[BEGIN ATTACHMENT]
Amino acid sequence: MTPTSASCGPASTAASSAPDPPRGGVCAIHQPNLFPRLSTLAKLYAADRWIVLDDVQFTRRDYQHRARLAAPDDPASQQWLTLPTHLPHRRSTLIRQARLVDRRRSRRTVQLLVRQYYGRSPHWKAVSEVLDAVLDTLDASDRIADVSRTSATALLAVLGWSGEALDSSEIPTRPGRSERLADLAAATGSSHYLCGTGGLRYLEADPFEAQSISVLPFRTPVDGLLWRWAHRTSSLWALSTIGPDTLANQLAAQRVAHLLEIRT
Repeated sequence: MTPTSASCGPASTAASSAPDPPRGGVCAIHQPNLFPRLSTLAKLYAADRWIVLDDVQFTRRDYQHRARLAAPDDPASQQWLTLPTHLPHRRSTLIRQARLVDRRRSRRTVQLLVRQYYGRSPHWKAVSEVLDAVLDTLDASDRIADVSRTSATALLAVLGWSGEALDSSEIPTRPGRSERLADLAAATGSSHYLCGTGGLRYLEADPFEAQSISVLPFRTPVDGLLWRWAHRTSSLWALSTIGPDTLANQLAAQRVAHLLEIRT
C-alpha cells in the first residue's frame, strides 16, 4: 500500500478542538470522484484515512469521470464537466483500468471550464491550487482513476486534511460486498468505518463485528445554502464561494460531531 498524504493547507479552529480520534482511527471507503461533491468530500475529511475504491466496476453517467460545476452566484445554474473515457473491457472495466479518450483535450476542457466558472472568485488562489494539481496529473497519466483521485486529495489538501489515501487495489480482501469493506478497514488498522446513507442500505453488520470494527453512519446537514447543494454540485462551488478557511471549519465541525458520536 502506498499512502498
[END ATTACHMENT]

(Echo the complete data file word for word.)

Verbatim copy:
Amino acid sequence: MTPTSASCGPASTAASSAPDPPRGGVCAIHQPNLFPRLSTLAKLYAADRWIVLDDVQFTRRDYQHRARLAAPDDPASQQWLTLPTHLPHRRSTLIRQARLVDRRRSRRTVQLLVRQYYGRSPHWKAVSEVLDAVLDTLDASDRIADVSRTSATALLAVLGWSGEALDSSEIPTRPGRSERLADLAAATGSSHYLCGTGGLRYLEADPFEAQSISVLPFRTPVDGLLWRWAHRTSSLWALSTIGPDTLANQLAAQRVAHLLEIRT
Repeated sequence: MTPTSASCGPASTAASSAPDPPRGGVCAIHQPNLFPRLSTLAKLYAADRWIVLDDVQFTRRDYQHRARLAAPDDPASQQWLTLPTHLPHRRSTLIRQARLVDRRRSRRTVQLLVRQYYGRSPHWKAVSEVLDAVLDTLDASDRIADVSRTSATALLAVLGWSGEALDSSEIPTRPGRSERLADLAAATGSSHYLCGTGGLRYLEADPFEAQSISVLPFRTPVDGLLWRWAHRTSSLWALSTIGPDTLANQLAAQRVAHLLEIRT
C-alpha cells in the first residue's frame, strides 16, 4: 500500500478542538470522484484515512469521470464537466483500468471550464491550487482513476486534511460486498468505518463485528445554502464561494460531531 498524504493547507479552529480520534482511527471507503461533491468530500475529511475504491466496476453517467460545476452566484445554474473515457473491457472495466479518450483535450476542457466558472472568485488562489494539481496529473497519466483521485486529495489538501489515501487495489480482501469493506478497514488498522446513507442500505453488520470494527453512519446537514447543494454540485462551488478557511471549519465541525458520536 502506498499512502498